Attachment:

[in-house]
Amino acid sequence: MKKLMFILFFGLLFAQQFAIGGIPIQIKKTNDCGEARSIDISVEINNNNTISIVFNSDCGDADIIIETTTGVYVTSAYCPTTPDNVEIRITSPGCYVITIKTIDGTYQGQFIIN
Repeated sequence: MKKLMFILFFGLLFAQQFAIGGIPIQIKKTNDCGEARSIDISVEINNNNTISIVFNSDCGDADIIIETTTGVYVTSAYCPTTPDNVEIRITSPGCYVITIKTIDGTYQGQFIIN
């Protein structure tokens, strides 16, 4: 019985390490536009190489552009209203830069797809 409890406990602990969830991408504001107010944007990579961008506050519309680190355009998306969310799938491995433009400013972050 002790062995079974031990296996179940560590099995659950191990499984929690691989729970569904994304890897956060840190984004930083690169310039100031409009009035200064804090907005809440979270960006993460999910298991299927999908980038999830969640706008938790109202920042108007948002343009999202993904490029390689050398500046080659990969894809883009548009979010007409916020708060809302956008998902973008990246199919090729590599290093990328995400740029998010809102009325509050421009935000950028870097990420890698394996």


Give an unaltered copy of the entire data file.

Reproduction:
[in-house]
Amino acid sequence: MKKLMFILFFGLLFAQQFAIGGIPIQIKKTNDCGEARSIDISVEINNNNTISIVFNSDCGDADIIIETTTGVYVTSAYCPTTPDNVEIRITSPGCYVITIKTIDGTYQGQFIIN
Repeated sequence: MKKLMFILFFGLLFAQQFAIGGIPIQIKKTNDCGEARSIDISVEINNNNTISIVFNSDCGDADIIIETTTGVYVTSAYCPTTPDNVEIRITSPGCYVITIKTIDGTYQGQFIIN
């Protein structure tokens, strides 16, 4: 019985390490536009190489552009209203830069797809 409890406990602990969830991408504001107010944007990579961008506050519309680190355009998306969310799938491995433009400013972050 002790062995079974031990296996179940560590099995659950191990499984929690691989729970569904994304890897956060840190984004930083690169310039100031409009009035200064804090907005809440979270960006993460999910298991299927999908980038999830969640706008938790109202920042108007948002343009999202993904490029390689050398500046080659990969894809883009548009979010007409916020708060809302956008998902973008990246199919090729590599290093990328995400740029998010809102009325509050421009935000950028870097990420890698394996």